Baylor’s planned New Year’s Day of atonement turned to ruin in one of the cruelest of ironies.
The No. 5 Bears, motivated by a College Football Playoff snub and a less-than-inspiring loss a year ago in the Fiesta Bowl, collapsed at the Cotton Bowl on Thursday, blowing a 20-point fourth-quarter lead in a 42-41 loss to No. 8 Michigan State in front of 71,464 at AT&T Stadium.
The only other FBS team to lose a 20-point fourth quarter lead in 2014? TCU, to Baylor, in the now-renowned 61-58 game in Waco in October.
Spartans quarterback Connor Cook’s 10-yard pass to Keith Mumphery with 17 seconds left capped Michigan State’s Joe Montana-size comeback. Michigan State (11-2) outscored the Bears 21-0 in the last 15 minutes of the game.
Only Notre Dame, led by the future Hall of Fame quarterback Montana, overcame a larger Cotton Bowl deficit — 22 points in a 1979 victory over Houston — than the Spartans did in the 79th edition of the game.
“We let some things get away from us,” Baylor coach Art Briles said. “It’s, quite honestly, an embarrassment to me as a coach. I feel bad for our players. I feel bad for our football team. And I feel bad for our university.”
The Bears’ collapse resembled that of the Horned Frogs, who lost a 21-point lead to Baylor in the last 11 minutes on Oct. 11.
It probably wasn’t a matter of whether Baylor (11-2) forgot to pack its running game for the trip to Arlington, but rather the Spartans’ rush defense, ranked third nationally among FBS schools, with an extra man in the box that plugged seemingly every running lane.
Baylor never could establish a run and paid for it dearly down the stretch.
The Bears, not counting losses on five sacks of quarterback Bryce Petty, could only come up with 16 yards on the ground, 219 below their season per-game average. Shock Linwood led with 26 yards. Baylor’s minus-20 total on 22 carries ranks as the second-fewest in the game’s history.
While Baylor struggled on the ground, Spartans running back Jeremy Langford ran for 162 yards and three touchdowns, including one in the fourth.
“We never really felt that we had the seams there that we wanted,” Briles said. “We should have run the ball better. We didn’t and it certainly hurt us down the stretch, without a question.”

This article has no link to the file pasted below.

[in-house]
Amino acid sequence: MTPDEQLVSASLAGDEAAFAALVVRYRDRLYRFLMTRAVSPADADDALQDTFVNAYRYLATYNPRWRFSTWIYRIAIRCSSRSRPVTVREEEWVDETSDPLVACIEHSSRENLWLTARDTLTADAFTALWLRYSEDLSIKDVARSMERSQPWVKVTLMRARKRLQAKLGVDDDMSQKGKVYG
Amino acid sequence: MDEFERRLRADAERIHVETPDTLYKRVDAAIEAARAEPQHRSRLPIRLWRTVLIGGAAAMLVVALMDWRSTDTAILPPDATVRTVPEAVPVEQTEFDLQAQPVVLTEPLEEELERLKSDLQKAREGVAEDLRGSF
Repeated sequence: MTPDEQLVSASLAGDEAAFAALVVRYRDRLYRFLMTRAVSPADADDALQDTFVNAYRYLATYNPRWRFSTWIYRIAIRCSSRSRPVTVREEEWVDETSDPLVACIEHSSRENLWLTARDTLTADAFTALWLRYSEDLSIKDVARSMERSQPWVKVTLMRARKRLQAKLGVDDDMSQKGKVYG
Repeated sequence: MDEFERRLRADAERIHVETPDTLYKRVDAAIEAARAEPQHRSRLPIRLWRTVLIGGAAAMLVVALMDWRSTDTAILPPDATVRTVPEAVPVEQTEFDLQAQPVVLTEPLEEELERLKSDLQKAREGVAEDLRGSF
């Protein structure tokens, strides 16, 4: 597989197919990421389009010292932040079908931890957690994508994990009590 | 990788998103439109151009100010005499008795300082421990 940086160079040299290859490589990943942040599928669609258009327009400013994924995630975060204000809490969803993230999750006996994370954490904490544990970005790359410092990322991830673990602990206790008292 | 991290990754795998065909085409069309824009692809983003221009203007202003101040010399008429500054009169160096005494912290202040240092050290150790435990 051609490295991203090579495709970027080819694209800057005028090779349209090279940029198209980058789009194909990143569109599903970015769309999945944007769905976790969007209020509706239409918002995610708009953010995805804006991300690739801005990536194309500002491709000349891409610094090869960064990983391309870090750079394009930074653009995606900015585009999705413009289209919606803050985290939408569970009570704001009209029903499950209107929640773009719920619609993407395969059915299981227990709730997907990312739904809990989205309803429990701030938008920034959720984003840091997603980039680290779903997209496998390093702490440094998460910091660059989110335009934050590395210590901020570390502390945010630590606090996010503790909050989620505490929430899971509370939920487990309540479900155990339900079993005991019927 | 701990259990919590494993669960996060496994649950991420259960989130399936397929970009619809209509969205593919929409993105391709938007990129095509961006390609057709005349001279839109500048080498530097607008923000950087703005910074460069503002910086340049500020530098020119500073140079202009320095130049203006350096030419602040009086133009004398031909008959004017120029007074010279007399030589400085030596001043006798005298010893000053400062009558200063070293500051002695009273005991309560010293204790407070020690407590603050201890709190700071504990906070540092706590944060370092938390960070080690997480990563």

Baylor quarterback Bryce Petty tried to win the game with his arm, and he almost did with his stable of wide receivers.
The game’s most outstanding offensive player passed for a Cotton Bowl-record 550 yards and three touchdowns and ran for another while accounting for 94 percent of Baylor’s 583 total yards.
After Michigan State scored on its first two possessions, Baylor seized the momentum by scoring 27 consecutive points from near the end of the first quarter to early in the third.
Off a long lateral from Petty, wide receiver Jay Lee found Corey Coleman down the sideline, a touchdown pass covering 53 yards and capping a three-play drive of 35 seconds.
After a 1-yard TD plunge by Petty and a short field goal, Baylor took charge on the opening drive of the third quarter with the quarterback and freshman wide receiver KD Cannon hooking up for a 74-yard scoring pass, the second between the two Thursday.
Even 390-pound offensive guard LaQuan McGowan, lined up as an eligible receiver, caught an 18-yard touchdown pass from Petty for a 41-21 Bears lead late in the third quarter.
That, most thought at the time, would be the most unlikely event of the day.
Until the fourth quarter.
Cook passed for 179 of his 310 yards and two touchdowns in the fourth quarter.
He also threw one of two red-zone interceptions on a drive on which Michigan State took possession off an onside kick and drove to the Baylor 14 inside 10 minutes. Linebacker Taylor Young returned the interception 84 yards for an apparent touchdown that was called back on a blocking-in-the-back penalty.
Baylor failed to score on the drive, turning the ball over on downs, one of three blown opportunities to clinch victory.
Bears kicker Chris Callahan missed a 46-yard field goal earlier in the quarter and had another attempt, from 43 yards, blocked, setting up the Spartans’ game-winning drive.
“It’s all for naught when you lose,” Petty said. “The whole goal going into this was finishing. It’s a flashback. I’m sitting on the podium again talking about would-have, could-have, should-have.
“That’s never a spot you want to be in when you got the game like we had it.”